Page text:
Risky Business: Oral Sex Leads to Intercourse for Teens

Filed under: In The News, Sex, Research Reveals: Teens

In "Juno," Ellen Page and Michael Cera play a couple who get pregnant after having sex for the first time. Credit: Karunpillai/Fox Searchlight

Here's another reason for terrified parents to lock their teenagers in their rooms: Most teens who engage in oral sex for the first time will have vaginal intercourse within six months, a new study finds.

All across the country, high schoolers who think they aren't having sex when they just use their mouths aren't hanging on to their chastity for that much longer, according to the study published in Archives of Pediatric and Adolescent Medicine. The study asked more than 600 high school students in California to report on their sexual experiences by filling out surveys twice a year, from the beginning of ninth grade, in 2002, to the end of 11th grade, in 2005.

The study is a wake-up call for parents who don't want to find themselves having the "I'm going to be a grandma" conversation. Among those who initiate oral sex between ninth and 10th grade, the researchers found that oral sex is significantly related to vaginal sex, Bonnie Halpern-Felsher, Ph.D, senior author of the study and a professor of pediatrics at the University of California San Francisco, tells CNN.

Magnifying the situation is teens' perception of what sex is or isn't, Halpern-Felsher tells CNN.

"Teens think oral sex is less risky (than intercourse) and they're right, it's not risk-free but it is less risky," she says. "But socially and emotionally, they're still being intimate."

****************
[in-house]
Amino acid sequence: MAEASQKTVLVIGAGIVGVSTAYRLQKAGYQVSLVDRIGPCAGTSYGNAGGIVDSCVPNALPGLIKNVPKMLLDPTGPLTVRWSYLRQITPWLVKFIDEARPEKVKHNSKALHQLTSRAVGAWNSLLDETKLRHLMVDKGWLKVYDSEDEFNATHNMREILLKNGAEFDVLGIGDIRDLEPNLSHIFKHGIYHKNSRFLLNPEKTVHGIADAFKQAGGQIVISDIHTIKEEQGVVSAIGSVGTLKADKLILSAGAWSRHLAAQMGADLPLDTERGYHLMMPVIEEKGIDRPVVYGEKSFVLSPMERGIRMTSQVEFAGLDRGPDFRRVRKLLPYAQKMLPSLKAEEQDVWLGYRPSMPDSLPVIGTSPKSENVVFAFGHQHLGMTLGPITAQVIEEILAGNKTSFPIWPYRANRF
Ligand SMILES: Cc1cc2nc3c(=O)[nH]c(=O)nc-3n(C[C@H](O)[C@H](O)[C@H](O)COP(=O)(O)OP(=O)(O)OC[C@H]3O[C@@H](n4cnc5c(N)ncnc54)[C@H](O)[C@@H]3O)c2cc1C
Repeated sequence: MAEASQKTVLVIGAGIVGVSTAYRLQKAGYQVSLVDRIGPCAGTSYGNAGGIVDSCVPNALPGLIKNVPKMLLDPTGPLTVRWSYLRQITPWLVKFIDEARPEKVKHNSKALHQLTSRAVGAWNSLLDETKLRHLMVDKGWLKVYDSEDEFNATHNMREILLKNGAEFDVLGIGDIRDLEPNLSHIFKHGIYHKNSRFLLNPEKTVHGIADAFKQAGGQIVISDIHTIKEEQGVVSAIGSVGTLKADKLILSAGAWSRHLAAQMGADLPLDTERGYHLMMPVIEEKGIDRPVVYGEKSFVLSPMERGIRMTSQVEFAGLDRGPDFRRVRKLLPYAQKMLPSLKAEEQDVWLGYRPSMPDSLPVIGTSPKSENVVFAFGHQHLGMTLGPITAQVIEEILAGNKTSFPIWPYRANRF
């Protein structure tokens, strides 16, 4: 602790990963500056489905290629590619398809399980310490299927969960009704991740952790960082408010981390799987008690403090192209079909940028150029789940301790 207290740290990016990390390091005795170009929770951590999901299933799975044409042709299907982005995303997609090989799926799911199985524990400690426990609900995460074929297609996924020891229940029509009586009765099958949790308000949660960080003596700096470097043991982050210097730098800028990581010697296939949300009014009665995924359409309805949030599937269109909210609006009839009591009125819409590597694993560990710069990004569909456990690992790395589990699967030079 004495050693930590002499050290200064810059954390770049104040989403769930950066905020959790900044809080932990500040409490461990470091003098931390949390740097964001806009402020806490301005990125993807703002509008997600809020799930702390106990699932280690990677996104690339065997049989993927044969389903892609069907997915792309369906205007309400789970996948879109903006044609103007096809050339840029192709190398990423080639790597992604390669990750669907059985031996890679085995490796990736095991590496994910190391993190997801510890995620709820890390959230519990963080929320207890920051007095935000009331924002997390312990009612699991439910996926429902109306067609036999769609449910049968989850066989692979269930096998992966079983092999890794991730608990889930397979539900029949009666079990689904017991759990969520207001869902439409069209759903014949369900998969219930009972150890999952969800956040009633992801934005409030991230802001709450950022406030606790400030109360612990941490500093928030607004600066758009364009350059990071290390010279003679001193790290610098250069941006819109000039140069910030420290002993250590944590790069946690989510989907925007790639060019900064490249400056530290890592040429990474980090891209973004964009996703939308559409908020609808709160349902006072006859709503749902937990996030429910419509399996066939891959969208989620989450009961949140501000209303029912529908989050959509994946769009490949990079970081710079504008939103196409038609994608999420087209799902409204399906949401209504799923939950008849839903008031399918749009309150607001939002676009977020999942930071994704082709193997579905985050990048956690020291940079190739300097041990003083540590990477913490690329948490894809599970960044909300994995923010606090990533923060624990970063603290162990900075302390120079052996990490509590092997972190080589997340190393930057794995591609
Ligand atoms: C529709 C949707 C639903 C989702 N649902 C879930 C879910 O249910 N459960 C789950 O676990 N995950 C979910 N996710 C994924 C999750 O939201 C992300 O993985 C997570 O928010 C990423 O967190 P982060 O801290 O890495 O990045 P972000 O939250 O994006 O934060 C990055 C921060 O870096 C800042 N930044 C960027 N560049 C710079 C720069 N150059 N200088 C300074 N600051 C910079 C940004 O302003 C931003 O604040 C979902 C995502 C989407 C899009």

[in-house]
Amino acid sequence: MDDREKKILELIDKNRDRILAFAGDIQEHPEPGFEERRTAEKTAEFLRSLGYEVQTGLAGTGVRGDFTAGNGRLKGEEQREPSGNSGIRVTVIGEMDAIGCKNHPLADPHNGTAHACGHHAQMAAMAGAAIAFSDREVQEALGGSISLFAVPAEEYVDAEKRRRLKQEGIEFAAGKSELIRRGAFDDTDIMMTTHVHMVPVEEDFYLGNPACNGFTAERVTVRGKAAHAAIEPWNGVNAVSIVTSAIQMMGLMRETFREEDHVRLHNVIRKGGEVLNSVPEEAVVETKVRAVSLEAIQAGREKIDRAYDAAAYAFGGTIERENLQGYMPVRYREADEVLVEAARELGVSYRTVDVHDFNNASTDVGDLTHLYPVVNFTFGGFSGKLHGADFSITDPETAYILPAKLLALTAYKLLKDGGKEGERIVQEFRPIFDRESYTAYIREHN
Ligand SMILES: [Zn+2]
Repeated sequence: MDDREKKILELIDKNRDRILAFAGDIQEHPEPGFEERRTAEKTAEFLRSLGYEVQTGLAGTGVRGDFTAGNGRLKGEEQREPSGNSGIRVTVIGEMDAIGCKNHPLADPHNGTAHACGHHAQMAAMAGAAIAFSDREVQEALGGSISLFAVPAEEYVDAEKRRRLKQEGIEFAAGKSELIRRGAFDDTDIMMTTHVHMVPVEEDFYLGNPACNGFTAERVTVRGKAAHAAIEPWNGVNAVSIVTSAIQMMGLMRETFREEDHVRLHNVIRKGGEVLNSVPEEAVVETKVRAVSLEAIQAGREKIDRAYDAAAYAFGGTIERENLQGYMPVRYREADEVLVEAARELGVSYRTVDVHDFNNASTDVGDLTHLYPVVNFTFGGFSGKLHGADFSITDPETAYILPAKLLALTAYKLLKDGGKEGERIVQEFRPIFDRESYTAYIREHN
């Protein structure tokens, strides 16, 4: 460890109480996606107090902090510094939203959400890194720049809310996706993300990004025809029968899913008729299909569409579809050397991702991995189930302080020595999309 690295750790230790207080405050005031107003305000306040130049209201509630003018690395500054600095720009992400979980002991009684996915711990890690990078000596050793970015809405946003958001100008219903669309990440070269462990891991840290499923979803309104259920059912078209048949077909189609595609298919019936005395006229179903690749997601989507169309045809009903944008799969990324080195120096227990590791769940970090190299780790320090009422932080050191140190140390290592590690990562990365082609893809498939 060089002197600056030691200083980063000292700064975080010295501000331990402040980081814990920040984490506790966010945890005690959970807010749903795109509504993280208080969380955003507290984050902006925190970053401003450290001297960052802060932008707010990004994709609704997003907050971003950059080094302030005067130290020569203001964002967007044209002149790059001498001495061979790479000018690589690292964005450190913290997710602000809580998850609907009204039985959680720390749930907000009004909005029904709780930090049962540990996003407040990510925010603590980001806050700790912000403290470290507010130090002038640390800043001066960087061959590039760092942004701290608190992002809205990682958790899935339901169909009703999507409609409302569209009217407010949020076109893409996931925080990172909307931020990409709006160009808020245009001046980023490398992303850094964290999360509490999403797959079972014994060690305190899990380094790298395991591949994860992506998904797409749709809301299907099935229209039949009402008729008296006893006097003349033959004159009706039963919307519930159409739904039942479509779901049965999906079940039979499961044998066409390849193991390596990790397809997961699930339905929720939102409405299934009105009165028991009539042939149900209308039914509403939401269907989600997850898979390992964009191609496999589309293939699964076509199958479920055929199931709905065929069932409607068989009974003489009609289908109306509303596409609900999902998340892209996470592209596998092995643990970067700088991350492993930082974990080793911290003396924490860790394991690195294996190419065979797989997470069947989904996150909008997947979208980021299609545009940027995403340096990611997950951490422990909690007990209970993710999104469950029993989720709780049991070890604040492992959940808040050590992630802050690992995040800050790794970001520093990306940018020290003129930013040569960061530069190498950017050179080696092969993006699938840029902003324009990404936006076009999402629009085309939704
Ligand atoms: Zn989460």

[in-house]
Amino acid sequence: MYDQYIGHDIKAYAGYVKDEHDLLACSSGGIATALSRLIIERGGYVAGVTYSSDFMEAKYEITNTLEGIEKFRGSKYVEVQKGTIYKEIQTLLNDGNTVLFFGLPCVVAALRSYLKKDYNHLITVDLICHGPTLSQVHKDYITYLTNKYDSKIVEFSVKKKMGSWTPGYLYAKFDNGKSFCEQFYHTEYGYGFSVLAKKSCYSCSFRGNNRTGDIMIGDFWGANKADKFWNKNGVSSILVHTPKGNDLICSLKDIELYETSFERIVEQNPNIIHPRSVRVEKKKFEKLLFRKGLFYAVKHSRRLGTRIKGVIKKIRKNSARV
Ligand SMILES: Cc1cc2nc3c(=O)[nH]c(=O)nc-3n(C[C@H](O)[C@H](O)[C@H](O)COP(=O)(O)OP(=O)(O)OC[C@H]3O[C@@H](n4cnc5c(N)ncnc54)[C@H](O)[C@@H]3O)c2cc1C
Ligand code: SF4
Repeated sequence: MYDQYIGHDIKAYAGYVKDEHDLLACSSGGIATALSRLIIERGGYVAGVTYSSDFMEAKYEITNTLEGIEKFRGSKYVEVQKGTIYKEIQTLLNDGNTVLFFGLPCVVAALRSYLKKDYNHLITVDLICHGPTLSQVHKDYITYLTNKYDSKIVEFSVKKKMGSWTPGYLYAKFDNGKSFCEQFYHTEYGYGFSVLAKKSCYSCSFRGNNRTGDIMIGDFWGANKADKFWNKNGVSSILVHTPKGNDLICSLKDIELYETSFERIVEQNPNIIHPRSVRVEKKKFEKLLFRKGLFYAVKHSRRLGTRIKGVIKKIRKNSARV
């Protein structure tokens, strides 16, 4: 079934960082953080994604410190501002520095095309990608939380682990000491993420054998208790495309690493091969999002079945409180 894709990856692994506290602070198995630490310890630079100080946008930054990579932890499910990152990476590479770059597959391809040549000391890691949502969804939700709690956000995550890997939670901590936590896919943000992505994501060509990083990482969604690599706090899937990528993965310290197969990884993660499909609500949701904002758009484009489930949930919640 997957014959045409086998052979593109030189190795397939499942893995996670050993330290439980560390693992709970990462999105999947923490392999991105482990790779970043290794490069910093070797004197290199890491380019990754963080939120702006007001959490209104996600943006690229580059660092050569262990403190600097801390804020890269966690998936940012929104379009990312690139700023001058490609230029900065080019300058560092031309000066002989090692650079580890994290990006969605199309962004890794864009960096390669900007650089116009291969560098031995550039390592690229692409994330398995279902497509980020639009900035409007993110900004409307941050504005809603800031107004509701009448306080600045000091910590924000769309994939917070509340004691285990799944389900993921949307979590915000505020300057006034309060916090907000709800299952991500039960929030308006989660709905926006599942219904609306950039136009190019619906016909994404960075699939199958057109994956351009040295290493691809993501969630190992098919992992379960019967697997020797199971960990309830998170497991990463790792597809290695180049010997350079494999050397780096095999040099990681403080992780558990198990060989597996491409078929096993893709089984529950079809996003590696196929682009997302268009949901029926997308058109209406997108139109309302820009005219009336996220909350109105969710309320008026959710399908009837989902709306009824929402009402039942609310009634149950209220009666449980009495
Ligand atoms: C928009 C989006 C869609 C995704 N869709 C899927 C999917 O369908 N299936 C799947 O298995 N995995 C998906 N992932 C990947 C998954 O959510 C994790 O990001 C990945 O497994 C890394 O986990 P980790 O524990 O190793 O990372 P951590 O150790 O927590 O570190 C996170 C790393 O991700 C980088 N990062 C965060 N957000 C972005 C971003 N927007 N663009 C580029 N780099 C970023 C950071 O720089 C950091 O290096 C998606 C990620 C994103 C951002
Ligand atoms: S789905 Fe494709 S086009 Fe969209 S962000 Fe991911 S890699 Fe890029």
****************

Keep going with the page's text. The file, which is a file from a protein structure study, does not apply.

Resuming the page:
Freshman and sophomore years appear to be the critical time period when teens initiate oral, then vaginal, sex, Halpern-Felsher tells the news site.

Specifically, initiating oral sex by the end of their freshman year in high school gave teens a 25 percent chance of initiating vaginal sex around the same time and a 50 percent chance of initiating intercourse by the end of their junior year, the study found.

Halpern-Felsher advises concerned parents to talk to their teens about oral sex and not focus solely on the risks associated with intercourse.

"We have a disadvantage as health professionals and parents when teens do not equate oral sex with sex," Halpern-Felher tells CNN. "They think the messages don't apply to them and we need to make it apply to them, we need to talk to them about oral sex."

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AdviceMama Says:
Start by teaching him that it is safe to do so.